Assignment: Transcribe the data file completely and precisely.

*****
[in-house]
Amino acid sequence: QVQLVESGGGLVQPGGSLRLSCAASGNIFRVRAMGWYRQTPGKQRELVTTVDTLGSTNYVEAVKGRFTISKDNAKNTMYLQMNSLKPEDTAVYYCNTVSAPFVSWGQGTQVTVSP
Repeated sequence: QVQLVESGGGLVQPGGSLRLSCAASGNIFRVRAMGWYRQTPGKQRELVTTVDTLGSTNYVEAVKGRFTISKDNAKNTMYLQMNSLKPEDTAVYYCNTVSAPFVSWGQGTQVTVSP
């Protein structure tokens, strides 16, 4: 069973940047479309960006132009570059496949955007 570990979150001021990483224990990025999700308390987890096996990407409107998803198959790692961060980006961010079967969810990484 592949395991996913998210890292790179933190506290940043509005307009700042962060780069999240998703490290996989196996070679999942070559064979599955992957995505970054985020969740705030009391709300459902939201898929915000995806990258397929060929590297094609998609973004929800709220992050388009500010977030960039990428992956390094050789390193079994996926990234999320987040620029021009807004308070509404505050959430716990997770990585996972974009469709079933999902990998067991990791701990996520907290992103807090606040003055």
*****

[in-house]
Amino acid sequence: QVQLVESGGGLVQPGGSLRLSCAASGNIFRVRAMGWYRQTPGKQRELVTTVDTLGSTNYVEAVKGRFTISKDNAKNTMYLQMNSLKPEDTAVYYCNTVSAPFVSWGQGTQVTVSP
Repeated sequence: QVQLVESGGGLVQPGGSLRLSCAASGNIFRVRAMGWYRQTPGKQRELVTTVDTLGSTNYVEAVKGRFTISKDNAKNTMYLQMNSLKPEDTAVYYCNTVSAPFVSWGQGTQVTVSP
């Protein structure tokens, strides 16, 4: 069973940047479309960006132009570059496949955007 570990979150001021990483224990990025999700308390987890096996990407409107998803198959790692961060980006961010079967969810990484 592949395991996913998210890292790179933190506290940043509005307009700042962060780069999240998703490290996989196996070679999942070559064979599955992957995505970054985020969740705030009391709300459902939201898929915000995806990258397929060929590297094609998609973004929800709220992050388009500010977030960039990428992956390094050789390193079994996926990234999320987040620029021009807004308070509404505050959430716990997770990585996972974009469709079933999902990998067991990791701990996520907290992103807090606040003055």